I also have to work out how to get the fuel and water tanks out and get prices for replacing them as they have been in the boat since she was build and by now will be in a very poor condition. Having being able to see one of the tanks from the engineering room it can be seen that there is a fair amount of rust on the tanks. Although they are not leaking at the moment it would not take a lot to see that they may soon do so in the near future. So while the engines are out it is as gooder time as any to replace the metal tankage. Also to work out the pipe runs for the water system and also the wiring runs through the boat.

  25. #60
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    Default Re: Token A major restoration project of a James Silver Western Isles Motor Sailer

    What a day, today has been travelling across the country from one side to the other side. Starting on the east side of the country and driving over the Pennines to the west coast. Yesterday after a very tiring day driving up the country from my home in the south east of the country in North East Essex. Because of a car crash on the one of the major north to south roads in the country I was using to get to my brother's home and the fact the crash was between the two slip roads I could use to take a different route to my brother's home. That Life, Having had a good nights rest I set off to Chance to get a few things sorted and clean up round the boat. Namely cover up the cooker and the toilet which were not covered up properly when I had to leave last time because of the problems with my Transit van. The clutch problem which was to be repair this last week. It was repaired but then failed after a short while and now back to renting a car to keep working. However, that is a story for another day when I am not so stressed. I did get to Chance this morning to find her in good order with the covers I put over her still in place and doing their job of keeping the rain and weather off the deck and keeping the inside of the cabins dry. So that next time I am up working on Chance the weather will not be a problem that will stop me and my family working on her interior. I will be posting a few short videos of the boat in the coming days to highlight what as to be done over the next few weeks and months. The three main areas to finish off are the toilet room and the main cabin cupboards and settee areas to expose the hull in these areas and finally the engine room / compartment which has to have the engines and tankage removed and disposed of and in this area it is going to be completed re-designed to bring it is line with modern requirements. Lets hope I get my Transit van back on the road soon and I can get on with my work on Chance and make a living doing my day job as a boat builder, which helps fund these early stages of Chances' restoration .

  26. #61
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    Default Re: Token A major restoration project of a James Silver Western Isles Motor Sailer

    This coming week, I will spend sorting out what parts I have at my workshop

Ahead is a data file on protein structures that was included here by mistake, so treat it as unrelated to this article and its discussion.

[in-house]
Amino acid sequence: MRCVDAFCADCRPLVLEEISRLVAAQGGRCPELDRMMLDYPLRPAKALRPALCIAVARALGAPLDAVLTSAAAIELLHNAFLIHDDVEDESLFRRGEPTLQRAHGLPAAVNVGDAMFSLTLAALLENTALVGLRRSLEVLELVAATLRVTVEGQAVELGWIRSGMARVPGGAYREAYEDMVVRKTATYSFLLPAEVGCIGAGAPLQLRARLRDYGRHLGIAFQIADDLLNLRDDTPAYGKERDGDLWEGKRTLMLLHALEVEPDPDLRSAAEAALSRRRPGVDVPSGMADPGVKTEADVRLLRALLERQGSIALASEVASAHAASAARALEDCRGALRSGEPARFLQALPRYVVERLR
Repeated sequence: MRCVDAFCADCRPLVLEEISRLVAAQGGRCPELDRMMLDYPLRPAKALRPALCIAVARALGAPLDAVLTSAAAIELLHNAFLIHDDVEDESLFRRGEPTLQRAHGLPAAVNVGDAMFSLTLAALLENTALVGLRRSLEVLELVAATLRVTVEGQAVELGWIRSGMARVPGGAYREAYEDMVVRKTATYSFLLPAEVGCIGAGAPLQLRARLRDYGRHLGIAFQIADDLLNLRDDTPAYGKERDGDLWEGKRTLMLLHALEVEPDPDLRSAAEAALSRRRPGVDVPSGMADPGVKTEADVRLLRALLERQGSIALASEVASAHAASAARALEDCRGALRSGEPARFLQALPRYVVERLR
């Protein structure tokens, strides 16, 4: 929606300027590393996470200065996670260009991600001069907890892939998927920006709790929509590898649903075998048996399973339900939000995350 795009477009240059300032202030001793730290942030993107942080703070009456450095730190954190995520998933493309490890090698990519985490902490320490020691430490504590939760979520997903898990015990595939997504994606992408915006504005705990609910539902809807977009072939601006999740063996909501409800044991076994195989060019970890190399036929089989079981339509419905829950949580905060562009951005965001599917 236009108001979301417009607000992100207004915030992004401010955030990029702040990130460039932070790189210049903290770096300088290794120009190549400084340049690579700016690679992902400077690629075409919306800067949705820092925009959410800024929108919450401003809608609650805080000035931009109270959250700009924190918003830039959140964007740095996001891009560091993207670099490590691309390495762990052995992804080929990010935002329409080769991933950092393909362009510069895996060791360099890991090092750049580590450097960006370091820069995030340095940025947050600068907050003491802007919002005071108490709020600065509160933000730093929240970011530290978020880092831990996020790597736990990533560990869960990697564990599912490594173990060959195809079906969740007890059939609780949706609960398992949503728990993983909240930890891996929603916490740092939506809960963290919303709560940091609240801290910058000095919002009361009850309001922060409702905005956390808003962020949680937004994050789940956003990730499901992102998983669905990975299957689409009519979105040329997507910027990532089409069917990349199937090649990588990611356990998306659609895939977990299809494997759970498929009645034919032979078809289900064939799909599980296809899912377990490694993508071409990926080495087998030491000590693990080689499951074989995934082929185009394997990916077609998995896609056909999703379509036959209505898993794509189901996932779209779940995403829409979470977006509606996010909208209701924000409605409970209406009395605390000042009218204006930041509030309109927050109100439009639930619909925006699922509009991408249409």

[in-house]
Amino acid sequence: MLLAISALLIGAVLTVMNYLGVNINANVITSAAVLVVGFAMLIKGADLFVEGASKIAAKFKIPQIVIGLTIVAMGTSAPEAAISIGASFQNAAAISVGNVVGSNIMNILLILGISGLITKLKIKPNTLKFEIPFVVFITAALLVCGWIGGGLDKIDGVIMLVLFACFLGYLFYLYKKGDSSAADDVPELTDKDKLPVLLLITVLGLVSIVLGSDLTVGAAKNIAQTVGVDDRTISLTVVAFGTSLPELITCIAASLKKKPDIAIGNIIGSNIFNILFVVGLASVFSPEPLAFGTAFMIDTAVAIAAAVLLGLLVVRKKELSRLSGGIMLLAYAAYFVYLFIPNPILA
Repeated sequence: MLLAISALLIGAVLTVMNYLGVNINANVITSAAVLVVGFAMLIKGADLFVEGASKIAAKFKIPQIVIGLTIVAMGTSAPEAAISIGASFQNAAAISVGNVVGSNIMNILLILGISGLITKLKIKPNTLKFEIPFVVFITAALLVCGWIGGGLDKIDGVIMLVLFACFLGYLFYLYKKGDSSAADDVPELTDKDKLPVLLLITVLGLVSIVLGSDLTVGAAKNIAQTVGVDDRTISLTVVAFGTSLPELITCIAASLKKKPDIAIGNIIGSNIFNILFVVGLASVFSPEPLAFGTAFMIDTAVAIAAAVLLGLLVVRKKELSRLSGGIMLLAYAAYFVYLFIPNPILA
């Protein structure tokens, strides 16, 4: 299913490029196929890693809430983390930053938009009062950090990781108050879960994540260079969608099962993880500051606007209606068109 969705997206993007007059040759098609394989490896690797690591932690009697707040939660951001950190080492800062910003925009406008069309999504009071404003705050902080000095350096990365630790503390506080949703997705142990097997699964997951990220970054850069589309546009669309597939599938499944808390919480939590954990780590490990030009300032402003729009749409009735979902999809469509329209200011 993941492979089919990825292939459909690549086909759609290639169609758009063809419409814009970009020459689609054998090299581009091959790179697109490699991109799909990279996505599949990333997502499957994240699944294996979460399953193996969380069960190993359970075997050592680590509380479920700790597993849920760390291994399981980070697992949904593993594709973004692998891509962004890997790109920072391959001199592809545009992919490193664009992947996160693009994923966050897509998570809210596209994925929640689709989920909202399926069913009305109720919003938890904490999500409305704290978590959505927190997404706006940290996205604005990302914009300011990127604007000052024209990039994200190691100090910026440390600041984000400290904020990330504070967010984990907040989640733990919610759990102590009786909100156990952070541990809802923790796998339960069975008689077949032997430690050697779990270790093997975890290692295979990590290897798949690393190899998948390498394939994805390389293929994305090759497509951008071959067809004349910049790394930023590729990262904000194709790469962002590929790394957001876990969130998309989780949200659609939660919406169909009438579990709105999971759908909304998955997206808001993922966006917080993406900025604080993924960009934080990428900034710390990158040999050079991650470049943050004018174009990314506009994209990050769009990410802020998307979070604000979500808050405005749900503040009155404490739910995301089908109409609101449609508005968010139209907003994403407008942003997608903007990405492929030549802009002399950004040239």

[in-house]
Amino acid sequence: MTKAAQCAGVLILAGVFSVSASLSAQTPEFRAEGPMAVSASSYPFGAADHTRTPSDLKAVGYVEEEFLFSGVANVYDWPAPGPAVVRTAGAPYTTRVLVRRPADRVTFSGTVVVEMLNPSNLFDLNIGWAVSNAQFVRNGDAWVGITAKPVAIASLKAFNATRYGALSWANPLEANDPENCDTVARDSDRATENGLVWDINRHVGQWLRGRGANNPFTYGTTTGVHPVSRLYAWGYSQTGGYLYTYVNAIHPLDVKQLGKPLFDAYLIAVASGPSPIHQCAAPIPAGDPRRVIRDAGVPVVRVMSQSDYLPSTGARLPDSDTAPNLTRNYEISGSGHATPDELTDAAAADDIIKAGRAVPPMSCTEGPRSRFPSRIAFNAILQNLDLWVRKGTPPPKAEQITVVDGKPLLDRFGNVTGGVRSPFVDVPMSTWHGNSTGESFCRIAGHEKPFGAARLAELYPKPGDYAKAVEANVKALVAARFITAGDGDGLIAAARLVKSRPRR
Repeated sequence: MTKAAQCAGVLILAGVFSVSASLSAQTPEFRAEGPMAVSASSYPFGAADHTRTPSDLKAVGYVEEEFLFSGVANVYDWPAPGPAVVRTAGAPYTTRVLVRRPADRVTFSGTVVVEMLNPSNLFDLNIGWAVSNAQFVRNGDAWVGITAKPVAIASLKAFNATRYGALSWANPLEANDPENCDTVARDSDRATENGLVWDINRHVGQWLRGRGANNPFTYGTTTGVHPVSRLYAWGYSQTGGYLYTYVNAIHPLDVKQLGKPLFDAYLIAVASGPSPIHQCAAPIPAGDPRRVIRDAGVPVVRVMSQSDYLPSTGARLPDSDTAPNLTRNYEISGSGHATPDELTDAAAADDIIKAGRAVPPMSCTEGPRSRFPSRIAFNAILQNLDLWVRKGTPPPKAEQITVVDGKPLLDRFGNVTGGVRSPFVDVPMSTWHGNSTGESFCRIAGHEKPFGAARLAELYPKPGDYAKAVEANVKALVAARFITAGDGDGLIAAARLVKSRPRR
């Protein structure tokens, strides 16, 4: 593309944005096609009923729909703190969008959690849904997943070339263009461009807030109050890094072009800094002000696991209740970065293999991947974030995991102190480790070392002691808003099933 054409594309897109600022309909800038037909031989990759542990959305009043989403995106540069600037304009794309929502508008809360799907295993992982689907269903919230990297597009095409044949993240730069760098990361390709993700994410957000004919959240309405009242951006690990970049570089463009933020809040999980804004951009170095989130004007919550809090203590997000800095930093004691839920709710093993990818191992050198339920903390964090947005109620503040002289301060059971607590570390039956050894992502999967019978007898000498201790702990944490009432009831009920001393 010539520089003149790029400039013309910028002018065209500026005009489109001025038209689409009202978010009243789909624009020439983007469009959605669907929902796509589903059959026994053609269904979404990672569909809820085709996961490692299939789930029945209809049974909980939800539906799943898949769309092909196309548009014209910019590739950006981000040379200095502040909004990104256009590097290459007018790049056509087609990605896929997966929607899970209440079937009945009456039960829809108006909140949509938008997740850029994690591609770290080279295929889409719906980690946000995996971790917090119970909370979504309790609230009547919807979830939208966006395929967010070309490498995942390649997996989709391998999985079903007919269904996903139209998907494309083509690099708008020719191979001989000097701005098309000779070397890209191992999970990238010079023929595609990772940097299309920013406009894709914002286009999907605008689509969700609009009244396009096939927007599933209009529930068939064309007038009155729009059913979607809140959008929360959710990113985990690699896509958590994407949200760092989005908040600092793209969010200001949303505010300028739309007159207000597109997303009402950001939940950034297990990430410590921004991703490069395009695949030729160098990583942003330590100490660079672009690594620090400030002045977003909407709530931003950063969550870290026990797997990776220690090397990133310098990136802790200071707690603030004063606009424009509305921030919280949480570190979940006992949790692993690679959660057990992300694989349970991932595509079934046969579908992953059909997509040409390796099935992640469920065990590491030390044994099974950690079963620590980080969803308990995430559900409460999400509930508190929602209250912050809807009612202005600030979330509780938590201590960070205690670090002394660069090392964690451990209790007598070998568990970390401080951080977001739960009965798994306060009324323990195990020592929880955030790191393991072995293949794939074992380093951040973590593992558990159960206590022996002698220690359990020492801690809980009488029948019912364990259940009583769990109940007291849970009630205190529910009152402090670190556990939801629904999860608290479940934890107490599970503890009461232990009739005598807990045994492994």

Because of my van problems and the fact, I am unable to get to Chance for a couple of weeks. My day job taking priority, that is repairing other peoples;s boats before my own fine vessel. I will put aside some time after work to sort out the parts of Chance's interior woodwork I have already got at my own boatyard. Most of it is in fair condition, however, it will all need re-vanishing after all the old varnish is removed and the bare wood is sanded back to the original grain and colour. A long job, but a necessary job to bring back the colour of the original colour of the wood when Chance was originally build in 1948.
    It appears that Chance was build using South American Mahogany and not like a number of other James Silver boats build around the same time which were build using Teak. May be the original owner did not wish to have her build of Teak or it was not available when she was being build. I will have to do some more research in to why this was the case. It may be just cost, who knows.
    Some of the parts which came back after the first couple of visits to Chance are in poor condition and will need to be renewed Parts of the drawers and doors have areas of rot in them and will need to be renewed. The old parts can be used as patterns to make the new drawers and doors. The next problem will be trying to find good quality mahogany with a colour close to the original.
    So it is going to be a task to set up a work station in my temporary workshop out in the yard to work on the parts that are already back at my boatyard. The first job will be to wash the old parts down to get rid of any dirt and to check out the condition of each part before making pans to to sort out what needs doing to which parts . So it will be a job for one of my apprentices catalog each part and give me a report on the course of action for each part.

  27. #62
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    Default Re: Token A major restoration project of a James Silver Western Isles Motor Sailer

    Thanks for the update. However slow, progress is progress. It's a bugger to have to sort out a vehicle's problems when you have committed time to work on your boat.
    Best wishes as you move forward.
    There is nothing quite as permanent as a good temporary repair.

  28. #63
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    Default Re: Token A major restoration project of a James Silver Western Isles Motor Sailer

    This coming week, I will spend sorting out what parts I have at my workshop

    Because of my van problems and the fact, I am unable to get to Chance for a couple of weeks. My day job taking priority, that is repairing other peoples;s boats before my own fine vessel. I will put aside some time after work to sort out the parts of Chance's interior woodwork I have already got at my own boatyard. Most of it is in fair condition, however, it will all need re-vanishing after all the old varnish is removed and the bare wood is sanded back to the original grain and colour. A long job, but a necessary job to bring back the colour of the original colour of the wood when Chance was originally build in 1948.